• publish: 7 March 2021
  • time: 2:07 pm
  • category: Politics
  • No: 17158

Taliban not interested in joining interim govt

US Special Representative for Afghanistan Reconciliation Zalmay Khalilzad proposed a shakeup of the stalled peace process this past week, including an interim government and a conference of key players, but his plan faced immediate objections by the warring sides.

According to Reuters, a Taliban leader in Doha who spoke on condition of anonymity said Khalilzad raised the possibility of an interim government and a conference with the insurgents’ negotiating team, as well as asking for a ceasefire or reduction in violence by 60-70 percent.

“Khalilzad has come with some ideas and his top agenda is the intra-Afghan dialogue to deliver some tangible results and very soon,” he said.

He said the Taliban would not join an interim government, but was not opposed to one being formed.

“We would recommend people with a good reputation for the interim government and this set up would need to work for at least two years to depoliticise all the government departments, including the security establishment,” he said.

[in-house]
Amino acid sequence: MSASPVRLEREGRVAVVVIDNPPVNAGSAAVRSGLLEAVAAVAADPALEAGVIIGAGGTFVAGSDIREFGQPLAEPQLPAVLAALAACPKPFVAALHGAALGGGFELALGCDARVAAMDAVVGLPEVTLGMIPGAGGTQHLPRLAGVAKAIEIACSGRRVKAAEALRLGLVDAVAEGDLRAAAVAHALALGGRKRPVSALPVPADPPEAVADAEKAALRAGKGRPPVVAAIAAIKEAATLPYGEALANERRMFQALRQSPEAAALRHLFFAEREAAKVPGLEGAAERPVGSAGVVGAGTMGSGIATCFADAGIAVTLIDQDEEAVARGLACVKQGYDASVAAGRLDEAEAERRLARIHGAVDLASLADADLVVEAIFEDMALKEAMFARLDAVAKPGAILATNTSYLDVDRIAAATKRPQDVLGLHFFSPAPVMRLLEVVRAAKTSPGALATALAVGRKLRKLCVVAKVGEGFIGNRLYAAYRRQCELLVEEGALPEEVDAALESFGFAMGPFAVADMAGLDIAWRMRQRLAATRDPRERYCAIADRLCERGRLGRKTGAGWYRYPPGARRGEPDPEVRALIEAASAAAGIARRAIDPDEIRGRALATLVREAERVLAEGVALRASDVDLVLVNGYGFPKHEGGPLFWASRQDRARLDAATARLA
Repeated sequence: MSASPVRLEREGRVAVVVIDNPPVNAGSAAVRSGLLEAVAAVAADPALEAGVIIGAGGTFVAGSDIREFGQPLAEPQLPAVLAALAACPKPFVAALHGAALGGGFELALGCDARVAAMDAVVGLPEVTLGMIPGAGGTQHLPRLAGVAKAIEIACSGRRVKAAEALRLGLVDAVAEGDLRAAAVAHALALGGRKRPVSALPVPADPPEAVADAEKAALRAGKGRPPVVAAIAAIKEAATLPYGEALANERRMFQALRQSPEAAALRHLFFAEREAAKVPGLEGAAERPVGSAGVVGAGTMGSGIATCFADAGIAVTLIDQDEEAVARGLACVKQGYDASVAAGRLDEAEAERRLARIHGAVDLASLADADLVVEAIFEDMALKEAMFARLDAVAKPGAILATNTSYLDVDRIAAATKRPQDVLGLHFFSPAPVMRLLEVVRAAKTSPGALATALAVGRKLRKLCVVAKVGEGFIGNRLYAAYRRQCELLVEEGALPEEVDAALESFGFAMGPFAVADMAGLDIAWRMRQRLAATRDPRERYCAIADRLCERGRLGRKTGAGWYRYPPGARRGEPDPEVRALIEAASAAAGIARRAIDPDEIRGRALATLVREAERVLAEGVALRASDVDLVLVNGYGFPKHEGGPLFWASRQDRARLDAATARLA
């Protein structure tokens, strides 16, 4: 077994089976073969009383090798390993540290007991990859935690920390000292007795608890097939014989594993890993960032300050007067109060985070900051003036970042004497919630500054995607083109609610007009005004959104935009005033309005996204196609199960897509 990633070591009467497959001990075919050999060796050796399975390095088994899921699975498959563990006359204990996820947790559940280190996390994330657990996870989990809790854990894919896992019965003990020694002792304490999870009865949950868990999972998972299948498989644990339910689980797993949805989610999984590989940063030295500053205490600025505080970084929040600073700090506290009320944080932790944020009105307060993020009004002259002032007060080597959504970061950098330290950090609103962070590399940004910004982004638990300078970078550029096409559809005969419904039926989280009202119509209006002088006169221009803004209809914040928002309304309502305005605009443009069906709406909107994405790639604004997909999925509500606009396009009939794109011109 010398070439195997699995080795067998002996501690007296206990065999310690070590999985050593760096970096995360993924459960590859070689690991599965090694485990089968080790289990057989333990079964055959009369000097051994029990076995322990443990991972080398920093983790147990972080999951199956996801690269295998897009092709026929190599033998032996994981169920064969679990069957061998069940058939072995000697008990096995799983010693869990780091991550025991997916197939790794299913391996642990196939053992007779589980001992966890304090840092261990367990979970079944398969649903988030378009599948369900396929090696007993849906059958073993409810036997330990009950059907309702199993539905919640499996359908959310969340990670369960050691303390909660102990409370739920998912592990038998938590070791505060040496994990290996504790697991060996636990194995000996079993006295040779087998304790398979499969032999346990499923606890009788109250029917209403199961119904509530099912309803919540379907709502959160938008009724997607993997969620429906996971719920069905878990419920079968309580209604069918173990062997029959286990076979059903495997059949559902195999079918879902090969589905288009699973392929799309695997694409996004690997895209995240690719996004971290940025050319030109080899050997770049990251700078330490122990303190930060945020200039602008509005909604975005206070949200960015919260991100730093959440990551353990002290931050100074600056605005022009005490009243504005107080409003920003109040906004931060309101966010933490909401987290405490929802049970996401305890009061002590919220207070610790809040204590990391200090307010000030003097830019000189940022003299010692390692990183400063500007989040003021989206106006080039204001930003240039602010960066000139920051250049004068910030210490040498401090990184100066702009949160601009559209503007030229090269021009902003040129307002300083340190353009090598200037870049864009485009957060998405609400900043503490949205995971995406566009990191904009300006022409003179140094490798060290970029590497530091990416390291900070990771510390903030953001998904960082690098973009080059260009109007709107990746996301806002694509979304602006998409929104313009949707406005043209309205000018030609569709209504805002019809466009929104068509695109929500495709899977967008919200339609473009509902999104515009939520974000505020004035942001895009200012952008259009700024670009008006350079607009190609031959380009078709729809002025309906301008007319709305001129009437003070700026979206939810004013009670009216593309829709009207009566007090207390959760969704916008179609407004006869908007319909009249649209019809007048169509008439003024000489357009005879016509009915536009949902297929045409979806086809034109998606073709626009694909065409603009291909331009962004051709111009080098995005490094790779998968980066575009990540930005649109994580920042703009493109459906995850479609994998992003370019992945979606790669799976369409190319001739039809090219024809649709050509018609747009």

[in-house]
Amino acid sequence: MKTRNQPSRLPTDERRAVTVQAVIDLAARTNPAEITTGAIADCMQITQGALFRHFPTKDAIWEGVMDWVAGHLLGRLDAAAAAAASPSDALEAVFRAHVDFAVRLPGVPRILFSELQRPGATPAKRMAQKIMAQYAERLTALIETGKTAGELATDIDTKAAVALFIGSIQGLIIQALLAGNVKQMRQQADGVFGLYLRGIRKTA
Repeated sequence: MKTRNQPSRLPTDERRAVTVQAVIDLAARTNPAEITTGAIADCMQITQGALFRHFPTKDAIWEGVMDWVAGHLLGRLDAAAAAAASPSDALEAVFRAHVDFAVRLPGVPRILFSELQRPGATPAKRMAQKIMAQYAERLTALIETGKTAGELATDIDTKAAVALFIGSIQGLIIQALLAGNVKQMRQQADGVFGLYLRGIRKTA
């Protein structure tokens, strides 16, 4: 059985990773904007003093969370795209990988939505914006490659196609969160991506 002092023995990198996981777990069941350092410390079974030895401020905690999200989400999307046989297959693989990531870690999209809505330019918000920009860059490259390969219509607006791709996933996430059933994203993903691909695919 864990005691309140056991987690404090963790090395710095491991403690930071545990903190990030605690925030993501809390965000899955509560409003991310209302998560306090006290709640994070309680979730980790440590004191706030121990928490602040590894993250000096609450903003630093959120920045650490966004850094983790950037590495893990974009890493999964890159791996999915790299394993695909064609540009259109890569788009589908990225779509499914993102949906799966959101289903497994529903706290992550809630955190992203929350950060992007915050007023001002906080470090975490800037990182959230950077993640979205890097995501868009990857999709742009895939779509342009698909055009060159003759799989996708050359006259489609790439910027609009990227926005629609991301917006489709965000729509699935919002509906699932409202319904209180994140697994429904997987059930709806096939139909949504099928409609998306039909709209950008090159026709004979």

They could consider the reduction in violence, but not a ceasefire, the Taliban leader said, and had asked Khalilzad to pressure the Afghan government to release 7,000 more Taliban prisoners, Reuters reported.

“We don’t believe any other conference in any country would help resolve the Afghan conflict,” he said.

Zabihullah Mujahid, a Taliban spokesman, told Reuters they had not yet seen the plan, but if an alternative to talks in Qatar was sought, “it is doomed to failure.”

Afghan President Ashraf Ghani meanwhile made a fiery speech in parliament on Saturday, repeating his refusal to step aside for an interim government.

“Any institution can write a fantasy on a piece of paper and suggest a solution for Afghanistan” he said, warning any transfer of power would have to take place through elections as required by the constitution.

Reuters reported that two international officials in Kabul said Ghani’s fierce opposition would be a problem for the plan.

“The problem here is that Ghani can blame the United States directly … by challenging his legitimacy and considering an interim government it implies they are undermining the democratic process,” one of the officials said.

Khalilzad is currently in Doha after having spent three days in Kabul. He is expected however to also visit Islamabad where he will once again call on Pakistan to help push the peace process forward.

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